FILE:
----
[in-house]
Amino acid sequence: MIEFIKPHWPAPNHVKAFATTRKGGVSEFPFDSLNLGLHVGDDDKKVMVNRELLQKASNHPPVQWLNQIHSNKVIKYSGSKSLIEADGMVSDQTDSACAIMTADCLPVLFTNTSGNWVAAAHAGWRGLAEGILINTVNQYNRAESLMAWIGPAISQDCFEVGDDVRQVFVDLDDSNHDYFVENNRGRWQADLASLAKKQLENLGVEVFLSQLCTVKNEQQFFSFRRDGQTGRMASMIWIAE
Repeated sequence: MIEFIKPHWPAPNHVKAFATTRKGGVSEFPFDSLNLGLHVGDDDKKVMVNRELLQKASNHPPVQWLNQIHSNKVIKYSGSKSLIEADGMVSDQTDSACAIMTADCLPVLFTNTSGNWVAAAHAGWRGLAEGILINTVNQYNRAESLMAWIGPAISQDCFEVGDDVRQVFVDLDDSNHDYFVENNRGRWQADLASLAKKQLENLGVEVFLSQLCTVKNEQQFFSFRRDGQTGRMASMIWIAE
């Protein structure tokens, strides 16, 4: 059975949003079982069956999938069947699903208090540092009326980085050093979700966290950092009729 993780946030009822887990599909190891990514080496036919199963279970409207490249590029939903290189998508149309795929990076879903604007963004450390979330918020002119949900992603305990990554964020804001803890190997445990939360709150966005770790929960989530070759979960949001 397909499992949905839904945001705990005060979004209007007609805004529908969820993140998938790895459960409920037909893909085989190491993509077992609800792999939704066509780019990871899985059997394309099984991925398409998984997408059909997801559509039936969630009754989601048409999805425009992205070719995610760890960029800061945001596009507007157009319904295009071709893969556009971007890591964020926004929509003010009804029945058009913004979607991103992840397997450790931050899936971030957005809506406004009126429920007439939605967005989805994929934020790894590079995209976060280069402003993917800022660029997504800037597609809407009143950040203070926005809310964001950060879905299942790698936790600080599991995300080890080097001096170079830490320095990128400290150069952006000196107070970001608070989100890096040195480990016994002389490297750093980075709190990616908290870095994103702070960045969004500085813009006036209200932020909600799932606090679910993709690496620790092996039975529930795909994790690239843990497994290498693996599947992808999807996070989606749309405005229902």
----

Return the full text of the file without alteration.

[in-house]
Amino acid sequence: MIEFIKPHWPAPNHVKAFATTRKGGVSEFPFDSLNLGLHVGDDDKKVMVNRELLQKASNHPPVQWLNQIHSNKVIKYSGSKSLIEADGMVSDQTDSACAIMTADCLPVLFTNTSGNWVAAAHAGWRGLAEGILINTVNQYNRAESLMAWIGPAISQDCFEVGDDVRQVFVDLDDSNHDYFVENNRGRWQADLASLAKKQLENLGVEVFLSQLCTVKNEQQFFSFRRDGQTGRMASMIWIAE
Repeated sequence: MIEFIKPHWPAPNHVKAFATTRKGGVSEFPFDSLNLGLHVGDDDKKVMVNRELLQKASNHPPVQWLNQIHSNKVIKYSGSKSLIEADGMVSDQTDSACAIMTADCLPVLFTNTSGNWVAAAHAGWRGLAEGILINTVNQYNRAESLMAWIGPAISQDCFEVGDDVRQVFVDLDDSNHDYFVENNRGRWQADLASLAKKQLENLGVEVFLSQLCTVKNEQQFFSFRRDGQTGRMASMIWIAE
């Protein structure tokens, strides 16, 4: 059975949003079982069956999938069947699903208090540092009326980085050093979700966290950092009729 993780946030009822887990599909190891990514080496036919199963279970409207490249590029939903290189998508149309795929990076879903604007963004450390979330918020002119949900992603305990990554964020804001803890190997445990939360709150966005770790929960989530070759979960949001 397909499992949905839904945001705990005060979004209007007609805004529908969820993140998938790895459960409920037909893909085989190491993509077992609800792999939704066509780019990871899985059997394309099984991925398409998984997408059909997801559509039936969630009754989601048409999805425009992205070719995610760890960029800061945001596009507007157009319904295009071709893969556009971007890591964020926004929509003010009804029945058009913004979607991103992840397997450790931050899936971030957005809506406004009126429920007439939605967005989805994929934020790894590079995209976060280069402003993917800022660029997504800037597609809407009143950040203070926005809310964001950060879905299942790698936790600080599991995300080890080097001096170079830490320095990128400290150069952006000196107070970001608070989100890096040195480990016994002389490297750093980075709190990616908290870095994103702070960045969004500085813009006036209200932020909600799932606090679910993709690496620790092996039975529930795909994790690239843990497994290498693996599947992808999807996070989606749309405005229902």